Furniture retailer Bo Concept unveils the culmination of a year-long strategic research project by Landor Associates next month, which aims to radically reposition the brand for the UK market ahead of a planned expansion.
The company aims to compete with Habitat and Marks & Spencer’s Lifestore offering, says a Bo Concept spokeswoman.
Landor’s work is likely to feed into store design at a later stage, adds the spokeswoman.
‘We do want to look at our store design, and may be making design appointments [down the line],’ she explains.
Bo Concept’s heritage is European design, which ‘doesn’t necessarily appeal to UK consumers’, says Landor planner Hugh Bateman, who led the project.
‘Its over-Scandinavian coolness needs warming up. [UK] consumers traditionally see Bo as functional and simple; their relationship with the brand must be more emotional,’ he says.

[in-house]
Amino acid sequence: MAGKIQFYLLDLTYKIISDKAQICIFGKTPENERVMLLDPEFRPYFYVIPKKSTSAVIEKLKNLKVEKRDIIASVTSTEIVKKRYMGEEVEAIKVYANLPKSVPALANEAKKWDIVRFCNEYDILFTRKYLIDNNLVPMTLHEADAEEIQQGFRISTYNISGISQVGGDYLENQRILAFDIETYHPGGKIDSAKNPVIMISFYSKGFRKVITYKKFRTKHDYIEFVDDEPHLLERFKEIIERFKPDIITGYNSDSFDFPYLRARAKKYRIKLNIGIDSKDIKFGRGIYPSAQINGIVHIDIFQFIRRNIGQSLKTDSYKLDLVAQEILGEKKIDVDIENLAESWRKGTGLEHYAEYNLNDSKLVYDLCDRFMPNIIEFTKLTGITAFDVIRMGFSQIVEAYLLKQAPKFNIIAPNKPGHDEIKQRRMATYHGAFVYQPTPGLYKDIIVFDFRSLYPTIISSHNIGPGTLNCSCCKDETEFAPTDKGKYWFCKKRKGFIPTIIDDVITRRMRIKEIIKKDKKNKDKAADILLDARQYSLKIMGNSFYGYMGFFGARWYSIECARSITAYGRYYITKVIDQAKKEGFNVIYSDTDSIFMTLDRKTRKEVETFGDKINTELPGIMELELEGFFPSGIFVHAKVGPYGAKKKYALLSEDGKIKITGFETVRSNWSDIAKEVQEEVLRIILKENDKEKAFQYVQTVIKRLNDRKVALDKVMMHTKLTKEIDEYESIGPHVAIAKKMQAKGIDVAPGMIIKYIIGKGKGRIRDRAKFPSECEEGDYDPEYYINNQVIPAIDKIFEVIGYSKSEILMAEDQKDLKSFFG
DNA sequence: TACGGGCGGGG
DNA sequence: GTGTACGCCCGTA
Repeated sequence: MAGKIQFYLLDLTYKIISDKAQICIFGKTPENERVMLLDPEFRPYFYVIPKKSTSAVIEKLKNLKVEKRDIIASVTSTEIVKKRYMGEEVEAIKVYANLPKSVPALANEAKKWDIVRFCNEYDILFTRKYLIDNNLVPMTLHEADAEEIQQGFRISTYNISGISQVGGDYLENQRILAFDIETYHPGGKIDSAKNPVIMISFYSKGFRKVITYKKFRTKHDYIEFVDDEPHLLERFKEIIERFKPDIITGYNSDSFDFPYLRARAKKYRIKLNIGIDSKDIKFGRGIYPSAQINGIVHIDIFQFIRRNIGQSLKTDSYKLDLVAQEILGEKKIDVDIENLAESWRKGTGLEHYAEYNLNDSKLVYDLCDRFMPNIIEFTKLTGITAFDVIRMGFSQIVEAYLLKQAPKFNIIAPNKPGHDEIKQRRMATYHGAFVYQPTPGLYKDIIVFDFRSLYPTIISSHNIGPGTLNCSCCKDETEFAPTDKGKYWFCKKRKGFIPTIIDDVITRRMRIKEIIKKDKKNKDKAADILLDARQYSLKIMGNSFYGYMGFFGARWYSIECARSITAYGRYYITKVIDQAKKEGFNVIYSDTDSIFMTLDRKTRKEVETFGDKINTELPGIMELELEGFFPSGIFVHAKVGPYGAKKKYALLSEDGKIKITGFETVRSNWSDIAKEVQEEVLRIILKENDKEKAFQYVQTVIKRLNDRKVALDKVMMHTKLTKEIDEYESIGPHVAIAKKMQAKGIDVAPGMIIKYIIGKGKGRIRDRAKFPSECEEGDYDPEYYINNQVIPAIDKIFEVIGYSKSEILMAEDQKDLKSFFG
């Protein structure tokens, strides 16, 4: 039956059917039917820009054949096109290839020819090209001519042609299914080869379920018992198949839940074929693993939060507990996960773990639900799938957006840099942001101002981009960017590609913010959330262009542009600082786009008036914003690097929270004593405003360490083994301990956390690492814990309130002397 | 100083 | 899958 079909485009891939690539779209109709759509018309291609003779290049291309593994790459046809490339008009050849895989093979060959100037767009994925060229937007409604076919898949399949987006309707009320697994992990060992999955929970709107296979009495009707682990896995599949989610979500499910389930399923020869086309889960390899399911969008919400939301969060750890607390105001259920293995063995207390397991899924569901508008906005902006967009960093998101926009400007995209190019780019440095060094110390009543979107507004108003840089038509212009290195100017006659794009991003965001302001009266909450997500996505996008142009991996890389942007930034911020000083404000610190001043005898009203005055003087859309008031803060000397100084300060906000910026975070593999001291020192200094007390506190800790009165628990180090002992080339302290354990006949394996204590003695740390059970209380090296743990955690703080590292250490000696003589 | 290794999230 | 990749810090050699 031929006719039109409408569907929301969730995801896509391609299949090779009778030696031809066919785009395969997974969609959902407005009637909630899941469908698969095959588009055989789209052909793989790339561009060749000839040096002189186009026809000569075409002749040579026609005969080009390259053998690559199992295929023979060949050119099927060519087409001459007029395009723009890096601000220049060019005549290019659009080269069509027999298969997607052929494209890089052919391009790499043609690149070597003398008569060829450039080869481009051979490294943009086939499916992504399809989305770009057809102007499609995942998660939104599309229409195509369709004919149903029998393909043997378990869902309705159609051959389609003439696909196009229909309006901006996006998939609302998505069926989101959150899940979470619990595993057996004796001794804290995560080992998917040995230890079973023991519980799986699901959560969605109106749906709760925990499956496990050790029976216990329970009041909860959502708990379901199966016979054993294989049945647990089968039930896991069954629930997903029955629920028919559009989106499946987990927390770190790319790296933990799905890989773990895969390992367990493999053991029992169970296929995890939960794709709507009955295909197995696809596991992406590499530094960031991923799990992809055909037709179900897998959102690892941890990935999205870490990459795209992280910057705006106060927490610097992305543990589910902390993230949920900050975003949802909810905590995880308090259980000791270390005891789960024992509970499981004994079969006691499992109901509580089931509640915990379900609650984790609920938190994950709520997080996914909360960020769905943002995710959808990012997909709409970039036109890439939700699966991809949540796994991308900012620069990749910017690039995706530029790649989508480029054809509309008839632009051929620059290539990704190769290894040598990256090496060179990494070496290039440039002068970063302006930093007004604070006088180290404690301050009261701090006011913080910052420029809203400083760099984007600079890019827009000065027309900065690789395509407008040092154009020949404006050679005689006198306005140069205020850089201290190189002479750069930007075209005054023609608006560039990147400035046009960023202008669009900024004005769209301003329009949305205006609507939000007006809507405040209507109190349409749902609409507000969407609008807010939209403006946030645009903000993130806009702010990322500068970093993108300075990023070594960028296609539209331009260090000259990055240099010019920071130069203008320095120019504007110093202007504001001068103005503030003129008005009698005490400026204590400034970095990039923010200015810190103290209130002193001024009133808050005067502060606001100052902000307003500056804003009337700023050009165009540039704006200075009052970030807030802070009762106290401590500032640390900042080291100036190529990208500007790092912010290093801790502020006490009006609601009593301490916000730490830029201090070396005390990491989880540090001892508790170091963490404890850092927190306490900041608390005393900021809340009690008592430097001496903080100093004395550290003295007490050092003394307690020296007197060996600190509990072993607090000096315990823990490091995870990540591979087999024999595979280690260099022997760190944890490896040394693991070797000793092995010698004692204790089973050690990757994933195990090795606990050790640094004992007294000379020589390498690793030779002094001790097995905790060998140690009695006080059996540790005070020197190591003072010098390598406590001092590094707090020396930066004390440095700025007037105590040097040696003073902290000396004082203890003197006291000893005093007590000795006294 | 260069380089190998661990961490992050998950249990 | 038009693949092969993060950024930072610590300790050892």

‘Bo needs to relate more closely to consumers’ lives and way they live with furniture. It is too one-dimensional and needs to add more expression, colour and flavour to its brand,’ Bateman adds. ‘It should try to shed its self-assured image, and inject an element of surprise.’
The first physical manifestation of Landor’s work will be seen initially across in-store marketing material designed by Young & Rubicam Gitam, inspired by its advertising campaign which breaks next month. The work is centred around the strapline ‘It’s so Bo.’
Landor was appointed without a pitch last spring on the strength of relationships with the Young & Rubicam network.
The work is evidence of the impact of Marks & Spencer’s entry into the home interiors market.
The retailer this week announced that it is expanding its Lifestore concept to two further pilots, at Lakeside and Kingston-upon-Thames, and rivals across the sector are addressing branding strategies in light of the increased competition.